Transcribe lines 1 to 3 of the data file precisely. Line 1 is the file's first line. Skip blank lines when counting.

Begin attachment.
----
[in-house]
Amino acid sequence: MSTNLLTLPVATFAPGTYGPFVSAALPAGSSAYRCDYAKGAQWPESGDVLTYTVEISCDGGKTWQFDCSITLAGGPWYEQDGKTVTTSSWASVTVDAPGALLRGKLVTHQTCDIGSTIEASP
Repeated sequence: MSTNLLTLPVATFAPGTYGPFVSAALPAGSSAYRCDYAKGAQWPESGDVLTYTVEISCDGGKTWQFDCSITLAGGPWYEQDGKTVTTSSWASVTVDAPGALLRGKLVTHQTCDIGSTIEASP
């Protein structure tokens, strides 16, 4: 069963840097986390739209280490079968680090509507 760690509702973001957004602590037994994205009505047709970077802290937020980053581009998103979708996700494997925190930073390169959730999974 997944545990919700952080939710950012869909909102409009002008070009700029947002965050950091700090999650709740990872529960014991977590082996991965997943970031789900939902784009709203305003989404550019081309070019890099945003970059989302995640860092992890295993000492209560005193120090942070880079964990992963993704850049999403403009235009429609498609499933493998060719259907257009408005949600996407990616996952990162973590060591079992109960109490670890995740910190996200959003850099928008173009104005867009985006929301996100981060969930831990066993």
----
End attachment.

[in-house]
Amino acid sequence: MSTNLLTLPVATFAPGTYGPFVSAALPAGSSAYRCDYAKGAQWPESGDVLTYTVEISCDGGKTWQFDCSITLAGGPWYEQDGKTVTTSSWASVTVDAPGALLRGKLVTHQTCDIGSTIEASP
Repeated sequence: MSTNLLTLPVATFAPGTYGPFVSAALPAGSSAYRCDYAKGAQWPESGDVLTYTVEISCDGGKTWQFDCSITLAGGPWYEQDGKTVTTSSWASVTVDAPGALLRGKLVTHQTCDIGSTIEASP